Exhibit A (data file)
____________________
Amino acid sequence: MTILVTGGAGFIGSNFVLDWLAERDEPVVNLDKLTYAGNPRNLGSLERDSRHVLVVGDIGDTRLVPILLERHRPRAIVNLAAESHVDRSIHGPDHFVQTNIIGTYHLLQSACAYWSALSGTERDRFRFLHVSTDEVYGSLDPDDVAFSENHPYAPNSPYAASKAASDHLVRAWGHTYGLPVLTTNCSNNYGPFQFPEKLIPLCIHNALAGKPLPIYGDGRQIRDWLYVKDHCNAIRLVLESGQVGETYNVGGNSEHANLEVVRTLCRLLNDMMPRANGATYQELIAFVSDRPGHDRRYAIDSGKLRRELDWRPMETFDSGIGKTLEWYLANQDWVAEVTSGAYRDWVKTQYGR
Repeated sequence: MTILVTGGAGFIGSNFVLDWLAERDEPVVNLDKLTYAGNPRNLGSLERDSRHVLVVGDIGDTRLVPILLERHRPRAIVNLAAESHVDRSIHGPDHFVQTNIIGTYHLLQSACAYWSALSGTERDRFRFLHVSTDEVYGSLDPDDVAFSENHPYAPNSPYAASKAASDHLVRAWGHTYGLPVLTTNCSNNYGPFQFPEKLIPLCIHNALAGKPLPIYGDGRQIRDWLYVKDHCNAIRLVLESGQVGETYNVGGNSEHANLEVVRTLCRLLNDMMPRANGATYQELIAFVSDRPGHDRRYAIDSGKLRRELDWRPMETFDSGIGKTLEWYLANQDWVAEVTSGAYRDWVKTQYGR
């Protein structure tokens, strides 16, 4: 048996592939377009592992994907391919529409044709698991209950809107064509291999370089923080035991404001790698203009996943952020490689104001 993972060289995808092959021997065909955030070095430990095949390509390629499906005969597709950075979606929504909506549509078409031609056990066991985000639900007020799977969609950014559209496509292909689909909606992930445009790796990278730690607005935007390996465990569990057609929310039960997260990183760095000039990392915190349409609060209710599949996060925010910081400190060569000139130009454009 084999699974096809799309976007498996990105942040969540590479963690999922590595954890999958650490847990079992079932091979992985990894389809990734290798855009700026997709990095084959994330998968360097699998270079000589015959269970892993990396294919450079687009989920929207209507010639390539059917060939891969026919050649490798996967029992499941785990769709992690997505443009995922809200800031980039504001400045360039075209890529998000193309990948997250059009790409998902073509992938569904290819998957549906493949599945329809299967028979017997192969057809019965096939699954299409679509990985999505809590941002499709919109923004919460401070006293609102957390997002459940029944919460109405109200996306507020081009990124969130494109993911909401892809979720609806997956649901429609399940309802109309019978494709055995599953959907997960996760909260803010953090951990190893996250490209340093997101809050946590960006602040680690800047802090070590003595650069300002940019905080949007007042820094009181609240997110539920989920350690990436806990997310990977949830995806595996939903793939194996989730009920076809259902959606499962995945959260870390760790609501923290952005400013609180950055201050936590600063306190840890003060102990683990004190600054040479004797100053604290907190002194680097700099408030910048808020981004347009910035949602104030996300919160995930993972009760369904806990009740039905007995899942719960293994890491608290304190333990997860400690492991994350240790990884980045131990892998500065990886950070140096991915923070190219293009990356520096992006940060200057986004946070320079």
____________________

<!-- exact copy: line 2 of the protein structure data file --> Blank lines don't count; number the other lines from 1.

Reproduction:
Repeated sequence: MTILVTGGAGFIGSNFVLDWLAERDEPVVNLDKLTYAGNPRNLGSLERDSRHVLVVGDIGDTRLVPILLERHRPRAIVNLAAESHVDRSIHGPDHFVQTNIIGTYHLLQSACAYWSALSGTERDRFRFLHVSTDEVYGSLDPDDVAFSENHPYAPNSPYAASKAASDHLVRAWGHTYGLPVLTTNCSNNYGPFQFPEKLIPLCIHNALAGKPLPIYGDGRQIRDWLYVKDHCNAIRLVLESGQVGETYNVGGNSEHANLEVVRTLCRLLNDMMPRANGATYQELIAFVSDRPGHDRRYAIDSGKLRRELDWRPMETFDSGIGKTLEWYLANQDWVAEVTSGAYRDWVKTQYGR